1. I agree with your assessment, based on my very scant knowledge. I did watercolors in high school and found them very demanding in terms of getting a good, clean painting without white space or messy bleeds. I recently painted my first oil painting (took a night class at Munson Williams Proctor) and instantly fell in love with the medium. People say it's easy to make muddy, but I found it great for making rich and vibrant colors (more on that below). I don't know if others were overworking the canvas or leaning on neutrals for value shifting.

3. Having most of my experience over the last few years in painting miniatures (little people, not tiny paintings), I learned using premixes and had little experience in how to control my paint. The single greatest thing I learned during my oils class was mixing from primaries. Of course, my effort is very primitive, but it is so freeing and empowering (and frustrating as a newbie) to be able to take garish bright colors and make a nice flesh tone, for instance. I'd spend over an hour mixing in the first few classes, and could mix a decent palette in less than a half hour by the last class. The pressure of a 3 hour class where mixing time is wasting good live model time was an intense learning experience I highly recommend for slow artists like myself :)

Here's my first attempt at oils. As I said, love the medium!

When the instructor went over value placement, I knew a lot of the material (at a conceptual level, anyway!) thanks to the seminal book Color & Light. I recommended it to several students who were struggling with the lights and shadows. Most of the miniature painters have it on their shelf. I've thanked you before, James, but I do so again, because the book continues to be an indispensable reference. I hope to do it justice some day!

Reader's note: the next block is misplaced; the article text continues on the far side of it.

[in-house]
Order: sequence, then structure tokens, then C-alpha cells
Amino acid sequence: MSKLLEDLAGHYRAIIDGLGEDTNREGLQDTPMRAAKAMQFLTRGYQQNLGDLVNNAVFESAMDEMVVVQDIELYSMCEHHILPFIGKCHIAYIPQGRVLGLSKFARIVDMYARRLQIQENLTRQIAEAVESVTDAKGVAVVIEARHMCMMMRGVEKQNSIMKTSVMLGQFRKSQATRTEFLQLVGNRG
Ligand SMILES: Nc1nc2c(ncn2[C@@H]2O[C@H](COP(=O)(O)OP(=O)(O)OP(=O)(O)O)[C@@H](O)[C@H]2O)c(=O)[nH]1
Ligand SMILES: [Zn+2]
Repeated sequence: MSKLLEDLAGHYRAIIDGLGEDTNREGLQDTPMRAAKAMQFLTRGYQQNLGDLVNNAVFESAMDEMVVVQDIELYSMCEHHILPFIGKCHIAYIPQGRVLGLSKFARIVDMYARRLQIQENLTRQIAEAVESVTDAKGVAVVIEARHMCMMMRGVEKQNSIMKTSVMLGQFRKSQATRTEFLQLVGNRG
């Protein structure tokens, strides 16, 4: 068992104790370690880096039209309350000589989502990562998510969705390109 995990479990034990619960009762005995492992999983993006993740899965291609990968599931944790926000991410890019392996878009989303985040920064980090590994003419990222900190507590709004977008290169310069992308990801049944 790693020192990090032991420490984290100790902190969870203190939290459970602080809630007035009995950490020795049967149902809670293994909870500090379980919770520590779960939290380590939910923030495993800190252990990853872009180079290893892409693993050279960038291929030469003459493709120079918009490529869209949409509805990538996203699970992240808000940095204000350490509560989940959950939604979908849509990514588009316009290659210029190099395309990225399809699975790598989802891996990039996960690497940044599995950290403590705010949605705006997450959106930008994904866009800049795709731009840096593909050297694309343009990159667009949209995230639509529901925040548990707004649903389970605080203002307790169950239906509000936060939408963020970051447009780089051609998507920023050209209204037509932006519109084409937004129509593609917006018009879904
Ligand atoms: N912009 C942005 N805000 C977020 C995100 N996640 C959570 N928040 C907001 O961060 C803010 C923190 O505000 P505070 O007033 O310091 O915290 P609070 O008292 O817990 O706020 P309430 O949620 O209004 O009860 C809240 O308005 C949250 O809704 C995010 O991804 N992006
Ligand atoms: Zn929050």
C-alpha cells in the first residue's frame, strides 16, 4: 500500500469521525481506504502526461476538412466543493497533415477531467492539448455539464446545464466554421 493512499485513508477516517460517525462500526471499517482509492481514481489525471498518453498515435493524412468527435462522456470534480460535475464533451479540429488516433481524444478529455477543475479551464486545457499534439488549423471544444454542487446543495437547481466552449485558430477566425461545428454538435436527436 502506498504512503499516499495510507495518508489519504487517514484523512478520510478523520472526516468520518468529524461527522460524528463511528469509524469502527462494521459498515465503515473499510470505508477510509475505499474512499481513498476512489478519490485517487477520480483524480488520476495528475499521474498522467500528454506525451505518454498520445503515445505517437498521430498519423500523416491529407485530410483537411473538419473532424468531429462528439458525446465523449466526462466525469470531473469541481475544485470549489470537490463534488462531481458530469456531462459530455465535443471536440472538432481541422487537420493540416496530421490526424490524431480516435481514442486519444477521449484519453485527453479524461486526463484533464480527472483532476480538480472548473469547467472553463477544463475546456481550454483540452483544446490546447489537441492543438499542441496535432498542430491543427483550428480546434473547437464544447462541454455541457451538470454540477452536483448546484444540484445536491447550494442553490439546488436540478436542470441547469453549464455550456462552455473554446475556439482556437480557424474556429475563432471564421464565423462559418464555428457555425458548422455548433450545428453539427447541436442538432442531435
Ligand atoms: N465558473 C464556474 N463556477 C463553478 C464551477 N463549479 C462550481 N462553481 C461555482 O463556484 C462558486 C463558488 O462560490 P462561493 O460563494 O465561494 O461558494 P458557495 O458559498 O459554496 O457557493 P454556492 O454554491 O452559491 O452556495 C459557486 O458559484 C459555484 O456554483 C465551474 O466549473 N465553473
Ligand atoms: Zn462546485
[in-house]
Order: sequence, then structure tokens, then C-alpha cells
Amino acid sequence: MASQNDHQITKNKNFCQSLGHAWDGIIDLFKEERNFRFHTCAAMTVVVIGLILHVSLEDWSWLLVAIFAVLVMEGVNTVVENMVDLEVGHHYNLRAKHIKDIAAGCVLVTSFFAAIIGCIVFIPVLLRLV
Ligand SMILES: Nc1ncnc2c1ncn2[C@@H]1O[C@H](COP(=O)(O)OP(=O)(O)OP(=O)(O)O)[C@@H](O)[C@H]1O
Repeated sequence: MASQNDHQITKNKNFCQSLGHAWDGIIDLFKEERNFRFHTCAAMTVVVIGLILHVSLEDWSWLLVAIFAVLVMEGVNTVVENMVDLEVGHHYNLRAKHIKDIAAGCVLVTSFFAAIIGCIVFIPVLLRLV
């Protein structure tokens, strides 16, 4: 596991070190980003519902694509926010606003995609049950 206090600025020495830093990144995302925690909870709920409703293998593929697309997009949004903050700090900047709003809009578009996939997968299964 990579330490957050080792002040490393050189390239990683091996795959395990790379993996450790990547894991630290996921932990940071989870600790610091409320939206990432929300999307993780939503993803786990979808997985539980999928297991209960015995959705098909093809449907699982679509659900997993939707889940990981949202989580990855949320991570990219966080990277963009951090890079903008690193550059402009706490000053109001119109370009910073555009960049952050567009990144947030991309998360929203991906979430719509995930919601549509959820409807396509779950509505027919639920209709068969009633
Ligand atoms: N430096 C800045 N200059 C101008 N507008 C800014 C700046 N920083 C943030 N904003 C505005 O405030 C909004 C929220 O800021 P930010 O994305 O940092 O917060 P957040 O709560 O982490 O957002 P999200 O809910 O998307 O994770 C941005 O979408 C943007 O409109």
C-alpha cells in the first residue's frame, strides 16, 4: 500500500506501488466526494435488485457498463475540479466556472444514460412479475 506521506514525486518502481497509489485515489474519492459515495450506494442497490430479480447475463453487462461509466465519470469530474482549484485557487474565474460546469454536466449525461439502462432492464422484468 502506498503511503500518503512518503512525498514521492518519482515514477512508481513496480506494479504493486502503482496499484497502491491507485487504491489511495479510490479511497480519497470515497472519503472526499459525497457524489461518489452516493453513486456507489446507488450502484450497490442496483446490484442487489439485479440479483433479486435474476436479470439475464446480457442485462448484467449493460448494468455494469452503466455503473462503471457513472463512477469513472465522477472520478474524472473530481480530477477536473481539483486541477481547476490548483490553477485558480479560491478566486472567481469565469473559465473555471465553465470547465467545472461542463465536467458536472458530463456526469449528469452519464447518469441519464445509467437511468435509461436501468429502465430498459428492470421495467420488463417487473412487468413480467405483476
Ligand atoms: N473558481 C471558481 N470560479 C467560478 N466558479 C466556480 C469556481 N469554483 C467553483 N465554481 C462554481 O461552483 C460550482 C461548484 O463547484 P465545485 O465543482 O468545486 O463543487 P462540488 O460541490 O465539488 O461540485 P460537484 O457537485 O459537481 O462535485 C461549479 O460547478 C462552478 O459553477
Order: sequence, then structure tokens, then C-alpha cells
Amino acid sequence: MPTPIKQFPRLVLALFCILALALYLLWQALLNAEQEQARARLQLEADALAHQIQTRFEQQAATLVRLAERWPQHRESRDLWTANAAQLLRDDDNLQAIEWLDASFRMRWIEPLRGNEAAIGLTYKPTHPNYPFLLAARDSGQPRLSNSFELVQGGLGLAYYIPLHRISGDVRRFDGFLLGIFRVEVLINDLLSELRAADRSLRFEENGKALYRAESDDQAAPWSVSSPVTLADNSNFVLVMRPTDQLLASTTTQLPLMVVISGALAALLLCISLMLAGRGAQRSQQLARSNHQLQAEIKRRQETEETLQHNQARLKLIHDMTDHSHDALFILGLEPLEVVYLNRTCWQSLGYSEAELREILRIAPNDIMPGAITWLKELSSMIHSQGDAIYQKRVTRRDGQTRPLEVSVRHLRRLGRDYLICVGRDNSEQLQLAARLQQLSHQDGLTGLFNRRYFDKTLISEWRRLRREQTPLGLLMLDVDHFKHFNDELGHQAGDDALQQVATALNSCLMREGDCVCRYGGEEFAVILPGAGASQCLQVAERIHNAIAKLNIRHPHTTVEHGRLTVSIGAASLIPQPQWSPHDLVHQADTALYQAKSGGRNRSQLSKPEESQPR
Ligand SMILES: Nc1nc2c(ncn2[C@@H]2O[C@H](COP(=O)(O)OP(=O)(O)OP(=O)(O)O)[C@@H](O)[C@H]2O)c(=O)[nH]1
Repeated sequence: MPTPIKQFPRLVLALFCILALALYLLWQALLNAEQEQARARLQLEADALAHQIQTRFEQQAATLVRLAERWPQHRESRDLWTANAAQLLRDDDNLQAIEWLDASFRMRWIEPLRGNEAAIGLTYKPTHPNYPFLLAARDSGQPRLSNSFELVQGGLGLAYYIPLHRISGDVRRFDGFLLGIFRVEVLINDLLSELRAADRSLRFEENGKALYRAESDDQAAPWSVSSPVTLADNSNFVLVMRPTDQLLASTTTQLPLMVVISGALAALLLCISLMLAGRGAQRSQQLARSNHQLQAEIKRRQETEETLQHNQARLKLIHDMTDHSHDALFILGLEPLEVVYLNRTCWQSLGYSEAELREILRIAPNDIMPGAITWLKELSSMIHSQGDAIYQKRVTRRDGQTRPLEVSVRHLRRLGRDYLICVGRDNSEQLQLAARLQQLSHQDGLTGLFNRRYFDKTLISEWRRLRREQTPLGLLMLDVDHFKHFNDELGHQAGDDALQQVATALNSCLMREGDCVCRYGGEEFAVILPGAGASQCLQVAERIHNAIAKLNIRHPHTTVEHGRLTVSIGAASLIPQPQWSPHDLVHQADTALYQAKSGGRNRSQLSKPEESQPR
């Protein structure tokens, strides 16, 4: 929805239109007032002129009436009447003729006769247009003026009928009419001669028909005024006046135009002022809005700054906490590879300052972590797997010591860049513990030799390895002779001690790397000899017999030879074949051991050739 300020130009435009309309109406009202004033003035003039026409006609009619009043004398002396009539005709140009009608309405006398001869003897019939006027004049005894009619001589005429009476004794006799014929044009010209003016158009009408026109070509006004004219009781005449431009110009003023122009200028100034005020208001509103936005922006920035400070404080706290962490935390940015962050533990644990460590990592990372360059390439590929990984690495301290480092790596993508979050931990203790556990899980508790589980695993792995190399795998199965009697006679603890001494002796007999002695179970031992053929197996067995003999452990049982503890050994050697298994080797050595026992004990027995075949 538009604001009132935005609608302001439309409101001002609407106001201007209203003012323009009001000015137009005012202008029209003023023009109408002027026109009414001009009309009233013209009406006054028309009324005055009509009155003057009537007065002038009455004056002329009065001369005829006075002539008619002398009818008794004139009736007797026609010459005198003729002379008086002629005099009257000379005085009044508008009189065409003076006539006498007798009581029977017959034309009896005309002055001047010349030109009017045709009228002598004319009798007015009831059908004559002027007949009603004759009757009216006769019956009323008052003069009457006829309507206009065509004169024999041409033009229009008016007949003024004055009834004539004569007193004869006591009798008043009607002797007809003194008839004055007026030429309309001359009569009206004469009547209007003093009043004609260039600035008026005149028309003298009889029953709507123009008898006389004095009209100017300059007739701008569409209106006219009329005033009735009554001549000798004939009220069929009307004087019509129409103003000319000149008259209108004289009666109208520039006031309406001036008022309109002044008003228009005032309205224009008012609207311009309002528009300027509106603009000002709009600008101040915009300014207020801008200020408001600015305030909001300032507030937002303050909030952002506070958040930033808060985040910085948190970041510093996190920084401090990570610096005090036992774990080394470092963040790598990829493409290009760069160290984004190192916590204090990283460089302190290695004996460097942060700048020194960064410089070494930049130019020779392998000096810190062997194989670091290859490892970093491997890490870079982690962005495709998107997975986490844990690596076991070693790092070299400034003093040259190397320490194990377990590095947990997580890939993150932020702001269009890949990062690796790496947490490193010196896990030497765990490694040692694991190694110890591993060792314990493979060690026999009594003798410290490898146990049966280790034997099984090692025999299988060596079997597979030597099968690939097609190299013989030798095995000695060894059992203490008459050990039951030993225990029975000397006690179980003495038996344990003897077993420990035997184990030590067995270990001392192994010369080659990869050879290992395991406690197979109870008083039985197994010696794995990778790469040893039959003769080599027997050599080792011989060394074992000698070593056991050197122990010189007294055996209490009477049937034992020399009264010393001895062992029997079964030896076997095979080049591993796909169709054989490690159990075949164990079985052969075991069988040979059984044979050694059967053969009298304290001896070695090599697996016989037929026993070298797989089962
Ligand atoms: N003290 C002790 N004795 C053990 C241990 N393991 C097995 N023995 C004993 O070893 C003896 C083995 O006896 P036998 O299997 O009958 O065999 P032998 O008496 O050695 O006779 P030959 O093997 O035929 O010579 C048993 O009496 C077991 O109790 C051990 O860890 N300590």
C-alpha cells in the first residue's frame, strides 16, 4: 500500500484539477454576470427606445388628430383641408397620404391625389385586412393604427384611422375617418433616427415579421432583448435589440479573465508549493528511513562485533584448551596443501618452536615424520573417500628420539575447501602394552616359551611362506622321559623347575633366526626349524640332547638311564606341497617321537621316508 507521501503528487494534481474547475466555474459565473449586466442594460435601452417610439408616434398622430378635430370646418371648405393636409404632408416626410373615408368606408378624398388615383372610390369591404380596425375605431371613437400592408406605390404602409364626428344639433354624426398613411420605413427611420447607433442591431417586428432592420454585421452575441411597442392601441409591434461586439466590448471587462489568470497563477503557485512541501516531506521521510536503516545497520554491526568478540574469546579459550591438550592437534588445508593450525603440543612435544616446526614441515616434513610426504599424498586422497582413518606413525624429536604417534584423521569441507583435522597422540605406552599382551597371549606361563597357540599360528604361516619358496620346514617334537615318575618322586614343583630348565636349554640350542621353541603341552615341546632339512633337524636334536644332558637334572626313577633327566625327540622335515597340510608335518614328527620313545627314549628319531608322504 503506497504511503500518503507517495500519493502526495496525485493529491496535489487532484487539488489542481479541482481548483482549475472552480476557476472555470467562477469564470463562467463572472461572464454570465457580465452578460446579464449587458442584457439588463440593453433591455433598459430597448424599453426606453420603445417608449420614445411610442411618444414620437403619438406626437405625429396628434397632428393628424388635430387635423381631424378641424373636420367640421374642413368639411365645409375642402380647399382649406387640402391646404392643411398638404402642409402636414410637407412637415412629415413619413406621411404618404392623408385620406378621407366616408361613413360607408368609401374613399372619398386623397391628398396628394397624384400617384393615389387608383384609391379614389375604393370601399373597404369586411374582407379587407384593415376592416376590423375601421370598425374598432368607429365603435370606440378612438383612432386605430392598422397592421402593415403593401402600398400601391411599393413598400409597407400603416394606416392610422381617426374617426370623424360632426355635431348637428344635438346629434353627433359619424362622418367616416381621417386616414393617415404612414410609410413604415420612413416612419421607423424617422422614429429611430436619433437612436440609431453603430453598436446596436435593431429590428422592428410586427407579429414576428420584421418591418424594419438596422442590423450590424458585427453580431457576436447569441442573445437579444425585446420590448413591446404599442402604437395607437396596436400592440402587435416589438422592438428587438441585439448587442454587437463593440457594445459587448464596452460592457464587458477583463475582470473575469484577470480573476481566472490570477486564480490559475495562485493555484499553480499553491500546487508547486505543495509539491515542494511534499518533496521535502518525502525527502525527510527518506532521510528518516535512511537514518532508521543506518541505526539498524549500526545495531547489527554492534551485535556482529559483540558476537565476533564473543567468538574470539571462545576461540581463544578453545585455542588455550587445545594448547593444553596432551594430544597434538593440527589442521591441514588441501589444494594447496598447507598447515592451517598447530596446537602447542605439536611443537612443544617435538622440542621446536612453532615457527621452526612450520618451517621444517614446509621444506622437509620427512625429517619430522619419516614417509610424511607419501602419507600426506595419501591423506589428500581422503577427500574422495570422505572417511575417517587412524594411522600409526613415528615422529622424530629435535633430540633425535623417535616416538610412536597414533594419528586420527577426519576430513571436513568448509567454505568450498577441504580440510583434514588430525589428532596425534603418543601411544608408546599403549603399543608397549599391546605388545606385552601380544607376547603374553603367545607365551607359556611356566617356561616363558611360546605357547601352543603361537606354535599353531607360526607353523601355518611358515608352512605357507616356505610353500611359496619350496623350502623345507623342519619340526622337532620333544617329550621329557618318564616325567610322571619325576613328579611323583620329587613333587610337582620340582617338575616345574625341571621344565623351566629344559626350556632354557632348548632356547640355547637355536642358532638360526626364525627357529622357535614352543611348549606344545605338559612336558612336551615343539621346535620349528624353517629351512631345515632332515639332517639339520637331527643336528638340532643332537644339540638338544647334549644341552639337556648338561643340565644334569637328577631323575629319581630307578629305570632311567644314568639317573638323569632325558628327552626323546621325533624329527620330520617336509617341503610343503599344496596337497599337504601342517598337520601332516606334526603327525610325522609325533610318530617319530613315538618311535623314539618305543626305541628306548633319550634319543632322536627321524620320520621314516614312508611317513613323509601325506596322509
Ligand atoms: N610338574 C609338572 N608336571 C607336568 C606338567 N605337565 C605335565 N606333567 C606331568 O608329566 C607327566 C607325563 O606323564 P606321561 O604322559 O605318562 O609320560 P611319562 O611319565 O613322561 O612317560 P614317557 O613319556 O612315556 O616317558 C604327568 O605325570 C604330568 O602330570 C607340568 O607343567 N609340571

Sean said...

Thanks James for going through Speed's old text. I love reading your blog posts about technique and process.

I'm aware that you work in oils primarily for your finished illustration technique, as well as a few other artists that I admire like Donato Giancola, Greg Manchess, and Dan Dos Santos. I've never been the strongest painter and prefer drawing most of the time. I've fallen into the rut of using the method developed by Drew Struzan because of the fact that it is mostly drawing and very little painting. I feel that my artwork is lacking that originality though and just looks like a knock off of Drew's style, no matter how much I enjoy it while I'm actually creating the piece.

I have begun to practice painting more to get away from this rut and have really taken to gouache. I love it's ability to be mixed easily with other media, especially colored pencil. I've watched all of your gouache videos as well as "Gouache in the Wild" and have begun to really get comfortable with it.

My question is do you think gouache is a viable medium to create competitive and beautiful illustrations for the market that you and these other artists are in? Or is it more of just a good practicing medium? I've seen some of your posts about professionals who use gouache but for some reason you don't see many illustrators using it as a final medium anymore.

Thanks for all your posts and your insight.

James Gurney said...